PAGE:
JUPITER, Fla. — Yoga, means different things to different people.
Inside the doors of Hamsa Power Yoga in Jupiter, studio co-owner Brittany McKay says for her it’s about healing— something she experienced while recovering from back surgery.
“What became a sometime hobby, became my life," said McKay, "and I would say that yoga saved my life.”
It’s also what got her into teaching and tapping into the South Florida community.
“Not because of the physical postures, not because of sweating or burning calories,” she said. “Yoga saved my life, because of the friends I made, because of the community that embraced me, while I was healing from a surgery that left me in a severe depression.”
Part of the village she built can be seen through people like Kiana Rivera.
"Brittany has a heart to serve and she is probably one of the most kind people I’ve met here,” said Rivera.
Rivera is one of McKay’s students and a volunteer at Hospitality Helping Hands— a nonprofit bringing essential aid to underprivileged groups including the homeless.
“Bringing awareness to the homeless community is really important and they feel almost invisible sometimes," Rivera emphasized, "and if we could just have a conversation with them and share with them that we’re here for them.”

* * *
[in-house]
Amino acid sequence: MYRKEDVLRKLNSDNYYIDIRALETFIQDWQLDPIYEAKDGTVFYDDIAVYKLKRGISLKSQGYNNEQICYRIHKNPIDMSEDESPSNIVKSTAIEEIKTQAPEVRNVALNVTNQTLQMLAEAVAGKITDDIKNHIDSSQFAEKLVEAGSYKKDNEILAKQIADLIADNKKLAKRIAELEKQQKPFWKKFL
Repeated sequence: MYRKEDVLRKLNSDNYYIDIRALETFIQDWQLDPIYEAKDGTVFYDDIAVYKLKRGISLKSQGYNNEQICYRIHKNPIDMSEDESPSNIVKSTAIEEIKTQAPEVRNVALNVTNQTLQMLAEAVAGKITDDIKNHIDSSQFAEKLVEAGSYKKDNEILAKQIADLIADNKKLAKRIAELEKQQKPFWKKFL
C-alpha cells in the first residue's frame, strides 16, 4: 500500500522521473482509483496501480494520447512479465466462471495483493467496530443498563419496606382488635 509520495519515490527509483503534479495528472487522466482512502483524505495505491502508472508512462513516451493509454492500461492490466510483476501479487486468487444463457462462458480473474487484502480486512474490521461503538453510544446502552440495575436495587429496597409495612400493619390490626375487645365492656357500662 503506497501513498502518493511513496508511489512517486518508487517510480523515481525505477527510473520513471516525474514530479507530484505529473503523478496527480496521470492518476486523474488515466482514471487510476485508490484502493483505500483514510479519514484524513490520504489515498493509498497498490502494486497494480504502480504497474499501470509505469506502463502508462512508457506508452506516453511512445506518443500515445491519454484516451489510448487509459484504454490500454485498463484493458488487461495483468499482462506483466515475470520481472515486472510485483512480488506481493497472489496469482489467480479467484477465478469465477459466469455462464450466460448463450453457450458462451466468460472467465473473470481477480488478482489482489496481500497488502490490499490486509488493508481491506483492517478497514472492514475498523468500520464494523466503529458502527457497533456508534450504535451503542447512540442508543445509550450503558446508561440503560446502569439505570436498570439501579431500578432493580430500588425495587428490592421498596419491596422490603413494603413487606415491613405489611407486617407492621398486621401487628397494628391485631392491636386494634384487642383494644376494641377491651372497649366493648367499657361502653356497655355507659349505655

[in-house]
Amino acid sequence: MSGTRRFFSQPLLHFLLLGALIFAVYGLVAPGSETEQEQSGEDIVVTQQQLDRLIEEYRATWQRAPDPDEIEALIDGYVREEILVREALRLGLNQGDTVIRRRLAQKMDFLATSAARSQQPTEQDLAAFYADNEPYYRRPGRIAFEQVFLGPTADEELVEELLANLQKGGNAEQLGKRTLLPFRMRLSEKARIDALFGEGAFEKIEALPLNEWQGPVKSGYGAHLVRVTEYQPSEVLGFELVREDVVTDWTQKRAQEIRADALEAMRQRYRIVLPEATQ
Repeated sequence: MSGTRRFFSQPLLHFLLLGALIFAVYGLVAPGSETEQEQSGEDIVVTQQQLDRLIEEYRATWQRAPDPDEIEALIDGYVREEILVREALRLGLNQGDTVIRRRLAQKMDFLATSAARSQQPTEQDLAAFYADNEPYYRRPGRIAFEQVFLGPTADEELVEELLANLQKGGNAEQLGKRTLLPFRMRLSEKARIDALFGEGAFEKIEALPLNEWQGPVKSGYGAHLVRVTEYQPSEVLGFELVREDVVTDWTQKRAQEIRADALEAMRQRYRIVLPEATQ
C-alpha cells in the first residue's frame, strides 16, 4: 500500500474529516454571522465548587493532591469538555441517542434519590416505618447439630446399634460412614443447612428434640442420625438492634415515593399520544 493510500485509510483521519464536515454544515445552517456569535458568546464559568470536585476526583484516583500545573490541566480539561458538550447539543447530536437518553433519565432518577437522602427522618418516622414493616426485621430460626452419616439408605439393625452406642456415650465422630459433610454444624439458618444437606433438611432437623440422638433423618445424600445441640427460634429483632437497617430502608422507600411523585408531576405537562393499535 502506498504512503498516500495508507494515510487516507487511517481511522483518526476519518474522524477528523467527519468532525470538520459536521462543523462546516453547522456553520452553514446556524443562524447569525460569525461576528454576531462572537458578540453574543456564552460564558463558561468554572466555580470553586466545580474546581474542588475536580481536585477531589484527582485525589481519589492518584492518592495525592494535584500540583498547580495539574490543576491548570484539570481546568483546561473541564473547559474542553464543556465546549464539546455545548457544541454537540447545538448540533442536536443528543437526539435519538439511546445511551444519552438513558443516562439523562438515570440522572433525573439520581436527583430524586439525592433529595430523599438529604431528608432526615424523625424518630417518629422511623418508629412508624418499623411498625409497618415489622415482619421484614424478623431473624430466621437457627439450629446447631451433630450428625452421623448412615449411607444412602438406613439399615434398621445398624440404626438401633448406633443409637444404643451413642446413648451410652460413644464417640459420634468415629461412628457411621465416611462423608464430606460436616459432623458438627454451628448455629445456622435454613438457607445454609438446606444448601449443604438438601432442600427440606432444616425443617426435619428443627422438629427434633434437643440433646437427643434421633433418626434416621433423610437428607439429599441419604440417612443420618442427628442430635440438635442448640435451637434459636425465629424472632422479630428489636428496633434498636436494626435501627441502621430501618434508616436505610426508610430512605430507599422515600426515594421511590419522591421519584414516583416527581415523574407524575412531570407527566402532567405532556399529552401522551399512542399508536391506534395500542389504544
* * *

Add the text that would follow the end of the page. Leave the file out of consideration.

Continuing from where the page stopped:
Three years ago, McKay had a life-changing conversation after she ran into childhood friend James Moore in the most unexpected way.
“I was homeless on Palm Beach Lakes and I was holding a sign on I-95,” said Moore via FaceTime.
Moore said his life was derailed by addiction, and while McKay hasn’t experienced homelessness personally, she said she can identify with needing help.
“I know what it feels like to know you’re just hanging on by a thread and it takes one person to throw you a line and say I got you,” said McKay.
She gave Moore a hot meal and said she was shocked that only other things he asked for were toiletries.
That was the light bulb moment for her to create the Welcome Mat, a partnership with Hospitality Helping Hands.
As part of the program, the first Friday of every month instead of paying for your yoga class at Hamsa, you can donate toiletries, the donations then go on to help Hospitality Helping Hands.
Moore said what McKay saw as a small gesture, was enough for him to get his life back on track.
Three years later he’s sober, and employed as a construction foreman— from homeless to making homes.
“She’s amazing,” said Moore. “She’s the reason why I am where I am today. Without her, and few other friends, I probably wouldn’t be alive in this moment.”
McKay said she is just as grateful.
“Giving someone that sense of dignity through feeling clean by being able to shave that day or comb their hair," is just as much or more so yoga than being able to do a handstand.”
Making a difference on and off the mat.